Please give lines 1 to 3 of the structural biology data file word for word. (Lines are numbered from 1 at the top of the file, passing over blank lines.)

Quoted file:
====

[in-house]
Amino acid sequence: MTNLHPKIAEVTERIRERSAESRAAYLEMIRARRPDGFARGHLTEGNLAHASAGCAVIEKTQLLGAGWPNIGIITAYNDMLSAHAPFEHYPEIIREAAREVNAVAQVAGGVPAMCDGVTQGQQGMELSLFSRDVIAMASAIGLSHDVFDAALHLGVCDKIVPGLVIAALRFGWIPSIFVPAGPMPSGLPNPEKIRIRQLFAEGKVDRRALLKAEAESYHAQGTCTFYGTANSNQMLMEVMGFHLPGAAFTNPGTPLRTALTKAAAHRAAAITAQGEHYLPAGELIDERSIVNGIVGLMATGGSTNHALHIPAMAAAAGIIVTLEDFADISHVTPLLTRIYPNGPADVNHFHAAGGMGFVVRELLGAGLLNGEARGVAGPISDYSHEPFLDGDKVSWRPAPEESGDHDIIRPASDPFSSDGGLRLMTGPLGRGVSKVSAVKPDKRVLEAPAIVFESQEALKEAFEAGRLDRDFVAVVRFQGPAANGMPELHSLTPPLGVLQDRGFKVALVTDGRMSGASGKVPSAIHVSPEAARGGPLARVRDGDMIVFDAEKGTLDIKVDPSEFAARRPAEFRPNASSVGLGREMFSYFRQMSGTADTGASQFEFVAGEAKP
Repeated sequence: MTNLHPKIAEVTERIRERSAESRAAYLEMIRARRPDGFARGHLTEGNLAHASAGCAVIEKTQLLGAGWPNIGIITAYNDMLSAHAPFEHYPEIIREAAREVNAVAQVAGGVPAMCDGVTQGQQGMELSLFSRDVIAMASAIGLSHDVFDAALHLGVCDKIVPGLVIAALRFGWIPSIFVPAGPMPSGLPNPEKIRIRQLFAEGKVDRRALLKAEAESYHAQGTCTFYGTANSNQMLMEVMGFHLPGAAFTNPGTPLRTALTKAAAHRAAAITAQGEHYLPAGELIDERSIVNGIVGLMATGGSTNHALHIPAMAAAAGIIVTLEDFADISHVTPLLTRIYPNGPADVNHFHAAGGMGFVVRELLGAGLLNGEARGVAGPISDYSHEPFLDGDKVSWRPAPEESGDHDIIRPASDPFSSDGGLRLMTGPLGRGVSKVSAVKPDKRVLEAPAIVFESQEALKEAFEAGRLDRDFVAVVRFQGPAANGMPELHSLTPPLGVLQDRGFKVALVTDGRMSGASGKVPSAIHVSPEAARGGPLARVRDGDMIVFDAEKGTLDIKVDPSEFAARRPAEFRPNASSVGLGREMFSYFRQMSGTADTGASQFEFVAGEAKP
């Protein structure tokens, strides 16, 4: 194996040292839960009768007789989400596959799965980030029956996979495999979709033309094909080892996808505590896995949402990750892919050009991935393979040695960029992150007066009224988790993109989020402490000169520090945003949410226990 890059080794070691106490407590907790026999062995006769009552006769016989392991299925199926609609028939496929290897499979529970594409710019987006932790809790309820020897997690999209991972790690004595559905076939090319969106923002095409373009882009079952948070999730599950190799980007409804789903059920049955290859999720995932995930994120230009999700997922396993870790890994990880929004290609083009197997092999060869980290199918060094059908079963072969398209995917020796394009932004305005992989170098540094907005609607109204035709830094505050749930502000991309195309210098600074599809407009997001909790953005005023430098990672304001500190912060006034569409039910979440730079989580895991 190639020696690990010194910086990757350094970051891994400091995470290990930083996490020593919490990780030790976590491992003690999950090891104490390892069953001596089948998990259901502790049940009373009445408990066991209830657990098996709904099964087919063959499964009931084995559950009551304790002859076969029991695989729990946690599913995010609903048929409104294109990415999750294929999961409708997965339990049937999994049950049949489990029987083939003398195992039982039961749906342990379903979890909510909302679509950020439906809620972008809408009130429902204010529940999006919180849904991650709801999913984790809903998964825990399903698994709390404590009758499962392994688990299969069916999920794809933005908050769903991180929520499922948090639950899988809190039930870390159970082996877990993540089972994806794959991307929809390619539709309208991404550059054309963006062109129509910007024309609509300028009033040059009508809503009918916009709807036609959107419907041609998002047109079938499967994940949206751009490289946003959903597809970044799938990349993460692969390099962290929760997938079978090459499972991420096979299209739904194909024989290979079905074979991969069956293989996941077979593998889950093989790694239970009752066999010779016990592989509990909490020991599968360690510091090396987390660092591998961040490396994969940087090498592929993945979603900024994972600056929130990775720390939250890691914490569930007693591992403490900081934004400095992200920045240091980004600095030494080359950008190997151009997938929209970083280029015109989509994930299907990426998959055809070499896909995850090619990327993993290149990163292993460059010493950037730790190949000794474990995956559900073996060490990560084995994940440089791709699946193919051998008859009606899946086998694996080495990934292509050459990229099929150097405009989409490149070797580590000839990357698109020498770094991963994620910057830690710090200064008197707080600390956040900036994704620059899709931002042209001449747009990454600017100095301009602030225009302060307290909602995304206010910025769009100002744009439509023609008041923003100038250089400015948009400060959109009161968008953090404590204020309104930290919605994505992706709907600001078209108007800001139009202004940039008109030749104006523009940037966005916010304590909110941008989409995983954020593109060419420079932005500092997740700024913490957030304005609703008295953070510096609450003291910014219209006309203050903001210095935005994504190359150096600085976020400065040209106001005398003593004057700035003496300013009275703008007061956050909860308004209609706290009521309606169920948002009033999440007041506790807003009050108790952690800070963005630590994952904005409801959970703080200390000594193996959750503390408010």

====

[in-house]
Amino acid sequence: MTNLHPKIAEVTERIRERSAESRAAYLEMIRARRPDGFARGHLTEGNLAHASAGCAVIEKTQLLGAGWPNIGIITAYNDMLSAHAPFEHYPEIIREAAREVNAVAQVAGGVPAMCDGVTQGQQGMELSLFSRDVIAMASAIGLSHDVFDAALHLGVCDKIVPGLVIAALRFGWIPSIFVPAGPMPSGLPNPEKIRIRQLFAEGKVDRRALLKAEAESYHAQGTCTFYGTANSNQMLMEVMGFHLPGAAFTNPGTPLRTALTKAAAHRAAAITAQGEHYLPAGELIDERSIVNGIVGLMATGGSTNHALHIPAMAAAAGIIVTLEDFADISHVTPLLTRIYPNGPADVNHFHAAGGMGFVVRELLGAGLLNGEARGVAGPISDYSHEPFLDGDKVSWRPAPEESGDHDIIRPASDPFSSDGGLRLMTGPLGRGVSKVSAVKPDKRVLEAPAIVFESQEALKEAFEAGRLDRDFVAVVRFQGPAANGMPELHSLTPPLGVLQDRGFKVALVTDGRMSGASGKVPSAIHVSPEAARGGPLARVRDGDMIVFDAEKGTLDIKVDPSEFAARRPAEFRPNASSVGLGREMFSYFRQMSGTADTGASQFEFVAGEAKP
Repeated sequence: MTNLHPKIAEVTERIRERSAESRAAYLEMIRARRPDGFARGHLTEGNLAHASAGCAVIEKTQLLGAGWPNIGIITAYNDMLSAHAPFEHYPEIIREAAREVNAVAQVAGGVPAMCDGVTQGQQGMELSLFSRDVIAMASAIGLSHDVFDAALHLGVCDKIVPGLVIAALRFGWIPSIFVPAGPMPSGLPNPEKIRIRQLFAEGKVDRRALLKAEAESYHAQGTCTFYGTANSNQMLMEVMGFHLPGAAFTNPGTPLRTALTKAAAHRAAAITAQGEHYLPAGELIDERSIVNGIVGLMATGGSTNHALHIPAMAAAAGIIVTLEDFADISHVTPLLTRIYPNGPADVNHFHAAGGMGFVVRELLGAGLLNGEARGVAGPISDYSHEPFLDGDKVSWRPAPEESGDHDIIRPASDPFSSDGGLRLMTGPLGRGVSKVSAVKPDKRVLEAPAIVFESQEALKEAFEAGRLDRDFVAVVRFQGPAANGMPELHSLTPPLGVLQDRGFKVALVTDGRMSGASGKVPSAIHVSPEAARGGPLARVRDGDMIVFDAEKGTLDIKVDPSEFAARRPAEFRPNASSVGLGREMFSYFRQMSGTADTGASQFEFVAGEAKP